Save the white lion: Author on a quest to re-wild rare kitties

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Don't be sad, lil baby.
PHOTO VIA WWW.WHITELIONS.ORG

WE DO NOT EAT THE KITTIES. I mean, some people do/would be excited to do so, given the meat-lust stirred up by the recent appearance of lion meat skewers on the menu at a Burlingame restaurant. But not us, not meow, not ever. 

Let's instead focus on the arrival in the Bay Area of a woman famed for her work rescuing the technically-extinct white lion. Linda Tucker, take the bad taste out of our bewhiskered mouths, will you?

Tucker's in town to read to us from her new journal Saving the White Lions: One Woman’s Battle for Africa’s Most Sacred Animal, which is a rundown of her efforts to preseve the white cats for future generations. The quest led her to start the Global White Lion Protection Trust, and she'll be appearing today Mon/10 at Modern Times Bookstore Collective, and on Wed/12 at Book Passage in the Ferry Building to talk about her organization's crusade.

The white lion is a relatively recent discovery in the Western world -- Europeans didn't first spot them until the early 1940s in the Greater Timbavati and southern Kruger Park region of South Africa. The white people promptly started hunting the white kitties, breeding babies for eventual slaughter as trophies, and installing them in zoos far afield from the Savannahs where they like to stay. The last white lion in the wild was seen in 1994. 

Tucker's organization is attempting to establish the white lion genotype as a subspecies of Pantera leo, which would allow the cats to be officially classified as endangered and help stop hunting in their geographic area and the sale of their body parts, as well as those captive breeding practices which stress their gene pool. The group also works on re-introducing the cats into the wild -- which Tucker says it's successfully accomplished for three prides.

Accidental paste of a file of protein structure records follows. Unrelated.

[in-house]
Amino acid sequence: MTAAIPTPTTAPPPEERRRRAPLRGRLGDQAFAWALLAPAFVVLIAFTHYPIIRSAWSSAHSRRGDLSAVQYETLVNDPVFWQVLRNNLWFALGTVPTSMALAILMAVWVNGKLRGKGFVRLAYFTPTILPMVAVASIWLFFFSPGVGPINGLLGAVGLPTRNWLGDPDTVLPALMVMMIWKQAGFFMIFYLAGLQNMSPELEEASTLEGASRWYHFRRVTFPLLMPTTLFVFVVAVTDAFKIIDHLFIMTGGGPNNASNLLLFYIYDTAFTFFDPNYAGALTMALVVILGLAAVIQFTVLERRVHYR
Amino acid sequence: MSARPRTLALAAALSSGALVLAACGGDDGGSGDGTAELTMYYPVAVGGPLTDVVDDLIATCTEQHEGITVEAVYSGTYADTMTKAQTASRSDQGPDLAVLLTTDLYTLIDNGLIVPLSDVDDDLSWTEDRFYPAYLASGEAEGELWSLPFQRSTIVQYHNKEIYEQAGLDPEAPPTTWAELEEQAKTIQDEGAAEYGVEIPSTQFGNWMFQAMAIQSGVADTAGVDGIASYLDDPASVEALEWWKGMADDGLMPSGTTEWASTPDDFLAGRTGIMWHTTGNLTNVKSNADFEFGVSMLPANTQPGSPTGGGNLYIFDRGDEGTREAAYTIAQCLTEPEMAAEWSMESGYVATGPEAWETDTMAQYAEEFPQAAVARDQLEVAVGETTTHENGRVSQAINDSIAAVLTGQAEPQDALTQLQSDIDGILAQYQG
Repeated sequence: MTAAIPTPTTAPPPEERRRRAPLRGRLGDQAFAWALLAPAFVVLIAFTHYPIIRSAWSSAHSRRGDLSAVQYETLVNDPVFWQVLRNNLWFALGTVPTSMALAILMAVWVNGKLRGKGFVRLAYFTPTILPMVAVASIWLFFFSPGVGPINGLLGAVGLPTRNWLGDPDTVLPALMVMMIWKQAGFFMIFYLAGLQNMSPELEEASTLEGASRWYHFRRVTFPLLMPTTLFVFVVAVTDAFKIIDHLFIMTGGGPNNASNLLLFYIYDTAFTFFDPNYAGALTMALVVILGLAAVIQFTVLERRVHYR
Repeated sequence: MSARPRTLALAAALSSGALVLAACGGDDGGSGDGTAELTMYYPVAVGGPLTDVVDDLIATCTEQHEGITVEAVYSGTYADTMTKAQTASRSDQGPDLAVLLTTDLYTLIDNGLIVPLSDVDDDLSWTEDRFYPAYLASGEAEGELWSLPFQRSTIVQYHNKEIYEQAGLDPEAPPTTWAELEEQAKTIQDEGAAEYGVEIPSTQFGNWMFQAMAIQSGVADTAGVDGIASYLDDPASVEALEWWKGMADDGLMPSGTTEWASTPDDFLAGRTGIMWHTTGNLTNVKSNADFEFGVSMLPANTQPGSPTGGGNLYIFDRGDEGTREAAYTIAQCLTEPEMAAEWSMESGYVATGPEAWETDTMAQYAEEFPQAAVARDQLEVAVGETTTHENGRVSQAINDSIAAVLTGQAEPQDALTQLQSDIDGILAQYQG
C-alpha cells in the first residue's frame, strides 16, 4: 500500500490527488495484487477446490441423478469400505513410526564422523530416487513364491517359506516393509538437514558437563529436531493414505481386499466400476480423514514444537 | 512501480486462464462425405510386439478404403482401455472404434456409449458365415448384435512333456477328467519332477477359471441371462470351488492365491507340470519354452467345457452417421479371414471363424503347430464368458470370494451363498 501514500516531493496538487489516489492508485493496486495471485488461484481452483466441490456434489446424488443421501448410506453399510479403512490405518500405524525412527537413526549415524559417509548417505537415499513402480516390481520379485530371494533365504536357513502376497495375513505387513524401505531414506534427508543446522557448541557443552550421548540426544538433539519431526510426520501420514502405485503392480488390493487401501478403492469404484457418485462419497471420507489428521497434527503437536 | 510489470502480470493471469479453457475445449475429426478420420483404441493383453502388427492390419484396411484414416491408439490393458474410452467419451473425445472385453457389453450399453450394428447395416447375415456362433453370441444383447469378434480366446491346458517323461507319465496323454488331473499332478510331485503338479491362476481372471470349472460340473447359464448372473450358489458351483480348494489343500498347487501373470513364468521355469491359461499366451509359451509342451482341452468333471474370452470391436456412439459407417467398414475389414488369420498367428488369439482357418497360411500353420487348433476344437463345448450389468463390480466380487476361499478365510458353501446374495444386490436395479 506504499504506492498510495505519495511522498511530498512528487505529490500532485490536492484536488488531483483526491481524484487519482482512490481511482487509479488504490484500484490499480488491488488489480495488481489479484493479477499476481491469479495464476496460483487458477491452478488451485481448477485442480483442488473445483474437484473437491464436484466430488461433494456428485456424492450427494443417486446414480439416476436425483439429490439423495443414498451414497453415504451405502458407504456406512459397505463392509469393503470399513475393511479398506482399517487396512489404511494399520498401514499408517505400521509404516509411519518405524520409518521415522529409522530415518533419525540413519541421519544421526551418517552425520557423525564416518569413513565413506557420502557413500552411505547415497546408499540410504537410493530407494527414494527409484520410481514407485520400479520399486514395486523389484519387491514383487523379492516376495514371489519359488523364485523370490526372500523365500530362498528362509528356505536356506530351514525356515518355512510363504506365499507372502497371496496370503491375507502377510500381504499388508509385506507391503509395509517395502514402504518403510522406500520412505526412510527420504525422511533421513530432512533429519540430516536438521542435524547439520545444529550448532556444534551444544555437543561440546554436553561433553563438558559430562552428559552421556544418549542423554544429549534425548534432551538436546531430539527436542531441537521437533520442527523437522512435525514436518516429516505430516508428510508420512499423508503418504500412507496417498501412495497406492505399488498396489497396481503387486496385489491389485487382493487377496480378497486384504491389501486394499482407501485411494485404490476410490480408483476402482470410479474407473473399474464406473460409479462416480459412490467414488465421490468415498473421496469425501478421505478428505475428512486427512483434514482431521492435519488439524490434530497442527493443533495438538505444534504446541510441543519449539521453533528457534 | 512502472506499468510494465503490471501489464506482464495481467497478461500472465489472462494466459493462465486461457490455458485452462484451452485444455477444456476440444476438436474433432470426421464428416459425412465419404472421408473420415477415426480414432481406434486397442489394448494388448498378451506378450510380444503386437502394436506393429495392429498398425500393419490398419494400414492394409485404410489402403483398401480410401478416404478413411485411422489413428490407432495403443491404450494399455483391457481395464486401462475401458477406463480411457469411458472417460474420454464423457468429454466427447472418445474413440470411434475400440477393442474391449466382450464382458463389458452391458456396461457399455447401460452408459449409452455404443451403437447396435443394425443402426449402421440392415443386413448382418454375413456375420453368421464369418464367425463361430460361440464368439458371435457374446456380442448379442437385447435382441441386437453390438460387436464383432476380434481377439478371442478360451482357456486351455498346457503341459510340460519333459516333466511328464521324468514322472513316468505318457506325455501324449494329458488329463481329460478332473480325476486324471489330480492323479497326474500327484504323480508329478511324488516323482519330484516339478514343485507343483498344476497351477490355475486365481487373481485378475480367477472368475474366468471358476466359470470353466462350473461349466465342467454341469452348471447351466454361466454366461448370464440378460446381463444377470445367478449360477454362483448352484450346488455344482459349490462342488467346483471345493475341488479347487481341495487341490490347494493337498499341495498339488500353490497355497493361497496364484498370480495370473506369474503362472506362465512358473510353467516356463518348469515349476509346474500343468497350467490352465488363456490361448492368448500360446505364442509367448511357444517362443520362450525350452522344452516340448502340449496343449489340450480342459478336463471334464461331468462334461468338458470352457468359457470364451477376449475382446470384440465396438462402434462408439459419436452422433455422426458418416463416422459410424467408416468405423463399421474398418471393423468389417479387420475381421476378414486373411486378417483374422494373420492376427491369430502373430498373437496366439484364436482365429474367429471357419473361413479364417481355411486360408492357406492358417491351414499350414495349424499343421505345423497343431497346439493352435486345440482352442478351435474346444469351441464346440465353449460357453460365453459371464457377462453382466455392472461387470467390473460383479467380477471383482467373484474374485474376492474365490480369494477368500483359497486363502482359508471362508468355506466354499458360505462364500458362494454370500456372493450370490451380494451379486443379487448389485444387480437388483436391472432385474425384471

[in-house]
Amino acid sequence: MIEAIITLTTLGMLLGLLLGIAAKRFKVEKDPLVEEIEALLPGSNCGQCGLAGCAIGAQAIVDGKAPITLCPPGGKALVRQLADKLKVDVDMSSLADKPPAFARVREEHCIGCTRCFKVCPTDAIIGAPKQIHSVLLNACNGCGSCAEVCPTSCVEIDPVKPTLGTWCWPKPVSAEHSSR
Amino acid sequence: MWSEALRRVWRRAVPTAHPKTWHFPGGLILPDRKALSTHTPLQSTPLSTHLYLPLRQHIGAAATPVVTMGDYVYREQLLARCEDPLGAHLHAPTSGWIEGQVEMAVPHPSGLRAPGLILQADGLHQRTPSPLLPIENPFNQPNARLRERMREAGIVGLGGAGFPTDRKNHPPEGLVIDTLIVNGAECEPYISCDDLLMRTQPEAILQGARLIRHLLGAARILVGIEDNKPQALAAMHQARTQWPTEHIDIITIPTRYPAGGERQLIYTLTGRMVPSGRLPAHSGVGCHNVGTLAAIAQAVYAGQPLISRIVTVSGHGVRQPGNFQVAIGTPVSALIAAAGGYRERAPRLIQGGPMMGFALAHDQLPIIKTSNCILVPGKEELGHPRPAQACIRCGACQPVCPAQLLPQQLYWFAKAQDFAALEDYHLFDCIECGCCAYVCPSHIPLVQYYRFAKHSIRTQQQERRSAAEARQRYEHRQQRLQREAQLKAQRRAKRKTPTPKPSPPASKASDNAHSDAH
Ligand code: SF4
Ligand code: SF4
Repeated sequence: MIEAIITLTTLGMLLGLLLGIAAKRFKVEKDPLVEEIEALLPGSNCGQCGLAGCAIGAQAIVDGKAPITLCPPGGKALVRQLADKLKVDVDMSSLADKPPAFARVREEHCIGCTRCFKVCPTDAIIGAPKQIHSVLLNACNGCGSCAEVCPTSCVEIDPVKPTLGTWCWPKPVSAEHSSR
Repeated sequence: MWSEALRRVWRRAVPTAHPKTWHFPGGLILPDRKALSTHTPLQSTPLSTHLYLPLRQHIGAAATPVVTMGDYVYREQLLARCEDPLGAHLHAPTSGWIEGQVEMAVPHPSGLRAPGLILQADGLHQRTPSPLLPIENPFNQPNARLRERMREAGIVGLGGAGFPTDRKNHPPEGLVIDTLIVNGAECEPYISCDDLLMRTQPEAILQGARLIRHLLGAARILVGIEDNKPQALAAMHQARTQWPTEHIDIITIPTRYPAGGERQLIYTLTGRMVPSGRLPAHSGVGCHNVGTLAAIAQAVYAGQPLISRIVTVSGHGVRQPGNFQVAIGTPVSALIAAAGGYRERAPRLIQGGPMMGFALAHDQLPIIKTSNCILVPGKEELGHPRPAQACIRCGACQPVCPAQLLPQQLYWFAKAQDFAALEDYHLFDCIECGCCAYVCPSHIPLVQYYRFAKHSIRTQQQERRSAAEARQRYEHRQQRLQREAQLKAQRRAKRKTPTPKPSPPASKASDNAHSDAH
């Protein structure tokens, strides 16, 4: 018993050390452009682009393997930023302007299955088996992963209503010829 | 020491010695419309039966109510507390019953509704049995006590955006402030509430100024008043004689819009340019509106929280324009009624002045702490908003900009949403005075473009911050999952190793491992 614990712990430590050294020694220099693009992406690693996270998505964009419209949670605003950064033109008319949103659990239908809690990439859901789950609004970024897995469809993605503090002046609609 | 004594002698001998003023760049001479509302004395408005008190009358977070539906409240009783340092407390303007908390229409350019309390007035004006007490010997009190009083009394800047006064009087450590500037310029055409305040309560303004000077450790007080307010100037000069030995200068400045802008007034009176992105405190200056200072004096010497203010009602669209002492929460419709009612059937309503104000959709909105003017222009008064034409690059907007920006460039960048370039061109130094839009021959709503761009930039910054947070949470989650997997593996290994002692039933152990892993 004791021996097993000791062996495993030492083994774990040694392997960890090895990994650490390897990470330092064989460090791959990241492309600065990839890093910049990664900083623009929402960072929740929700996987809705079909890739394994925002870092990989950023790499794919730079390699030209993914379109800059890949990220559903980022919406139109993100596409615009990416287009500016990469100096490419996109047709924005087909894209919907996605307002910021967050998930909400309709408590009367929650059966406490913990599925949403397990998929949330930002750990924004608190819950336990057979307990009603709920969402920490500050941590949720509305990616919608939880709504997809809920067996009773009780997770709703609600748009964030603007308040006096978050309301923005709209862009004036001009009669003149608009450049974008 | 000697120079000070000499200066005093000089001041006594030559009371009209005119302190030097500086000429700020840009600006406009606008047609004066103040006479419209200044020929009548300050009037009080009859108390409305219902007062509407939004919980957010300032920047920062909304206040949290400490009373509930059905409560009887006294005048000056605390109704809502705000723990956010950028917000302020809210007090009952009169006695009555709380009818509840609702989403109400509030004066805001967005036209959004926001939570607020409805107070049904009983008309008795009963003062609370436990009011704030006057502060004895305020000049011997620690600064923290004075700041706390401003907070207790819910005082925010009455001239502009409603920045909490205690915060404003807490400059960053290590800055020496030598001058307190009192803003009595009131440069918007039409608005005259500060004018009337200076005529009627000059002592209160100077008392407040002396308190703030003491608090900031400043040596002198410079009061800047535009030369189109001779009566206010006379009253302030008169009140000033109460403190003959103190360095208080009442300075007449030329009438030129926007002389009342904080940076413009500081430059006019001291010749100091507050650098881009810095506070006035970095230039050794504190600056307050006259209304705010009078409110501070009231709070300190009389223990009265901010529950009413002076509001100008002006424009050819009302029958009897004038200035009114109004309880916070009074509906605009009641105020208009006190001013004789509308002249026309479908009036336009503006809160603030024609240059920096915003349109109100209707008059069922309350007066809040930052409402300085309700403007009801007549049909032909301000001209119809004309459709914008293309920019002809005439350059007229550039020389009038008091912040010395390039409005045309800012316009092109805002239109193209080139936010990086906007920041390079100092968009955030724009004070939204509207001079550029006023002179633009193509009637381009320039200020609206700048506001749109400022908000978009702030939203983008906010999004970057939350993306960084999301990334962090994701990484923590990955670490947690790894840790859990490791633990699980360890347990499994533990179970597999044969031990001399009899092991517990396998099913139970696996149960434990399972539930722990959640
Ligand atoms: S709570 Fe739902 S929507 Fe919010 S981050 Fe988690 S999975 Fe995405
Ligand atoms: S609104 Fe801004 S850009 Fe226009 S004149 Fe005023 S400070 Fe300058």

The Global White Lion Protection Trust also recently saved the life of Nyanga, a white lioness whose cage was left open at the Johannesburg Zoo the day she killed a worker there. She's since been relocated to a wildlife sanctuary, where the stresses of zoo life won't kill anyone else. (RIP Tatiana, we miss you girl.)

Of course, Tucker is not the only hero here. Consider her website's description of Marah, the lioness who started it all: 

her name means ‘mother of Rah, the sungod”, she formidably shattered all misperceptions about white lions not being able to hunt and survive in the wild -- she successfully raised her cubs (Zihra, Letaba and Regeus) to adulthood under free-roaming conditions and taught them to hunt self-sufficiently. Her hunting success rate was comparable to the wild-born tawny lionesses that were observed in the same environment, under the exact same conditions.

Linda Tucker

Mon/10, 7-9pm, free

Modern Times Bookstore Collective

2919 24th St., SF

www.moderntimesbookstore.com

Wed/12, 6-7:30pm, free

Book Passage

Ferry Building, Embarcadero and Market, SF

www.bookpassage.com